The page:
Next: Planck Radiation Law Up: Quantum Statistics Previous: Quantum-Mechanical Treatment of Ideal

# Derivation of van der Waals Equation of State

We shall now extend the analysis of the previous section to derive an approximate equation of state for a non-ideal gas. Let us focus attention on a single molecule. It seems reasonable to suppose that this molecule moves in an effective potential, , due to all the other molecules in the gas (which are assumed to remain unaffected by the presence of the molecule under consideration). Under these circumstances, the partition function of the gas reduces to that of independent particles, each with a kinetic energy , and a potential energy .

Proceeding classically (except that the molecules are treated as indistinguishable, and the arbitrary parameter is replaced by Planck's constant), we obtain

 (8.85)

(See Sections 7.7 and 8.10.) Thus,

 (8.86)

which yields

 (8.87)

(See Exercise 2.)

The remaining integral extends over the volume, , of the container. To make further progress, we note that there are regions in which because of the strong repulsion between molecules when they approach one another too closely. Thus, the integrand vanishes in these regions, which are assumed to have a total volume . In the remaining volume, , where is assumed to vary relatively slowly with inter-molecular separation, we shall replace by some effective constant average value, . Thus, the previous equation becomes

 (8.88)

It remains to estimate the values of the parameters and . The total mean potential energy of the molecules is . But, because there are pairs of molecules in the gas, it follows that the total mean potential energy is also , where is the potential energy of interaction between a given pair of molecules. Equating the different expressions for the total mean potential energy of the gas, we obtain , or

 (8.89)

To estimate the mean potential energy, , between a pair of molecules, let us make the simplistic assumption that the interaction potential takes the form

 (8.90)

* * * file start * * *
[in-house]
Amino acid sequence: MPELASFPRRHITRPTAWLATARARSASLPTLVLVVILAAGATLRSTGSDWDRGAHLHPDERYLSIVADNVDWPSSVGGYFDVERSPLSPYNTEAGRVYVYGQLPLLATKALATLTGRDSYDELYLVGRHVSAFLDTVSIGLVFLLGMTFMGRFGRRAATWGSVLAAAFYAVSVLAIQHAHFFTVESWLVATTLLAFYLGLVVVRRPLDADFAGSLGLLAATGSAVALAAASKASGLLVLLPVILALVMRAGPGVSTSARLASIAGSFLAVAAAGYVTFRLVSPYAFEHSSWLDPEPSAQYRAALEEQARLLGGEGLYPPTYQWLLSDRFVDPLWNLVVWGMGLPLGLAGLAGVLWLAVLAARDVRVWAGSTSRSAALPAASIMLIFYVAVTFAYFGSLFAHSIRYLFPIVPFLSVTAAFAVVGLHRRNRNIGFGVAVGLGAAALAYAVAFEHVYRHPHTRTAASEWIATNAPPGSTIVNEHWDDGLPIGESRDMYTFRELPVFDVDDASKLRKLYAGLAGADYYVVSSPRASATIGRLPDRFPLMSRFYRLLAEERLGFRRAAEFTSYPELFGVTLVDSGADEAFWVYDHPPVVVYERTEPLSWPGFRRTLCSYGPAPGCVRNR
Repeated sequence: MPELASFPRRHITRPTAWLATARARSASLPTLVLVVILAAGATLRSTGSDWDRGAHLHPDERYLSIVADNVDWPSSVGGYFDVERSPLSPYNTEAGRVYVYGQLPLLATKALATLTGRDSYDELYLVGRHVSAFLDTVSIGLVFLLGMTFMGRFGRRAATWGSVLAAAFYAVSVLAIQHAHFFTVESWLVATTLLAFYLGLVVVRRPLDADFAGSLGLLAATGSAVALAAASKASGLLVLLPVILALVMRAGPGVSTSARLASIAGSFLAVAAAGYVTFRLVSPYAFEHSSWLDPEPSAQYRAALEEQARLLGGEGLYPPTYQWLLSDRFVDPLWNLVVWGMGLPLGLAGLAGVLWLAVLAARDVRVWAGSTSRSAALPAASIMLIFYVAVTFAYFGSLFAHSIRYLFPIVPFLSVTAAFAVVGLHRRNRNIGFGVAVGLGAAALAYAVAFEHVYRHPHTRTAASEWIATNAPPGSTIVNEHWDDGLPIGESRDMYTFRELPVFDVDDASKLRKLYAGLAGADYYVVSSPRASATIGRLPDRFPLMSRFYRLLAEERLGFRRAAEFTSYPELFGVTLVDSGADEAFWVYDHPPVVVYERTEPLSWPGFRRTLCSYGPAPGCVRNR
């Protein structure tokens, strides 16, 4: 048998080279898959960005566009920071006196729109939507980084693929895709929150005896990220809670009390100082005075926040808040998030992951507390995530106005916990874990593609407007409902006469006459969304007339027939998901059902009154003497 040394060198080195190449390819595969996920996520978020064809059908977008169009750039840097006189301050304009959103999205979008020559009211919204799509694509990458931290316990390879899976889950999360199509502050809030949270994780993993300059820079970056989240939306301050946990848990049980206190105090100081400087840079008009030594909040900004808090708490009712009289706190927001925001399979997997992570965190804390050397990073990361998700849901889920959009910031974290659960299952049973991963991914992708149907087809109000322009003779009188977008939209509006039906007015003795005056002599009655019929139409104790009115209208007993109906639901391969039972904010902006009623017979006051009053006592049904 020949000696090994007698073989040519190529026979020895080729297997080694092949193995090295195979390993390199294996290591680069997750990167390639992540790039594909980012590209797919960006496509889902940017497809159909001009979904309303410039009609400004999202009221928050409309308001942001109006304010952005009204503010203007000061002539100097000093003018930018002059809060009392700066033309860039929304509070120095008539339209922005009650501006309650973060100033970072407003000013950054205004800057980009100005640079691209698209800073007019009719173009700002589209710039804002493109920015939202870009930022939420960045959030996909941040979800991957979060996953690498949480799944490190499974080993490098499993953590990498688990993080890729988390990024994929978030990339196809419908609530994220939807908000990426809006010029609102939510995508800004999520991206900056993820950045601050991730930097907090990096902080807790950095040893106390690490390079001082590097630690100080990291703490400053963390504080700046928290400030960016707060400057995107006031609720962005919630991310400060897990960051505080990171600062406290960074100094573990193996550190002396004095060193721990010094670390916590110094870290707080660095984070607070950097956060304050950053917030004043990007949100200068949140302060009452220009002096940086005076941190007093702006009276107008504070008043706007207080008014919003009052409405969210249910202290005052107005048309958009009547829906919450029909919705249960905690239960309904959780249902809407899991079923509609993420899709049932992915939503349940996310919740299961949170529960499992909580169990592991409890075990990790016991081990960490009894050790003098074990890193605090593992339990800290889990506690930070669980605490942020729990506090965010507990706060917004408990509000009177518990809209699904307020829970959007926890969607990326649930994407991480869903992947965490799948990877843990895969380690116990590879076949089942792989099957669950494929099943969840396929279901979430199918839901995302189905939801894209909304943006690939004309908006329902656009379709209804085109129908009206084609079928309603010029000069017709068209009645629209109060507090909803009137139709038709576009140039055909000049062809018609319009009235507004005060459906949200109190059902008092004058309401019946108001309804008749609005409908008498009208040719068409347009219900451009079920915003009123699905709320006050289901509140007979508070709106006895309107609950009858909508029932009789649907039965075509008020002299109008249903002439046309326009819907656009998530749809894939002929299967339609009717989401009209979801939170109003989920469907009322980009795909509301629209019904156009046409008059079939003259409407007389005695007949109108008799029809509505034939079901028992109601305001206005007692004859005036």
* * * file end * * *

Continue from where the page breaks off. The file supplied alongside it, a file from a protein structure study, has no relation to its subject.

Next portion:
where is separation between the molecular centers, , and . Thus, the molecules act as weakly-attracting hard spheres of radius . The choice of exponent is usually the most appropriate. (See Exercise 8.) Concentrating attention on a particular molecule, and making the crudest possible approximation, we shall say that another molecule is equally likely to be anywhere in the container that is a distance greater than from the given molecule. Thus, the probability of the distance lying between and is , and

 (8.91)

Let us assume that : in other words, the potential falls off sufficiently rapidly for the previous integral to converge properly. Thus, Equation (8.89) becomes

 (8.92)

where

 (8.93)

By Equation (8.90), the distance of closest approach between molecules is . Thus, in each encounter between a pair of molecules, there is a volume excluded to one molecule, by virtue of the presence of the other molecule, that is equal to the volume of a sphere of radius . Because there are pairs of molecules, the total excluded volume is . But, for the sake of consistency, this volume must be equal to , because was understood to be the excluded volume per molecule. Thus, it follows that

 (8.94)

where

 (8.95)

is four times the volume of a hard-sphere molecule.

This completes our crude evaluation of the partition function. The equation of state of the gas is given by

 (8.96)

Making use of Equations (8.92) and (8.94), we obtain

 (8.97)

or

 (8.98)

Now,

 (8.99)

where is the molar volume. Thus, our approximate equation of state becomes

 (8.100)

where

 (8.101) (8.102)

Of course, Equation (8.100) is identical to the well-known van der Waals equation of state. (See Section 6.15.) Our analysis allows us to relate the constants, and , appearing in this equation of state, to the inter-molecular potential.

Next: Planck Radiation Law Up: Quantum Statistics Previous: Quantum-Mechanical Treatment of Ideal
Richard Fitzpatrick 2016-01-25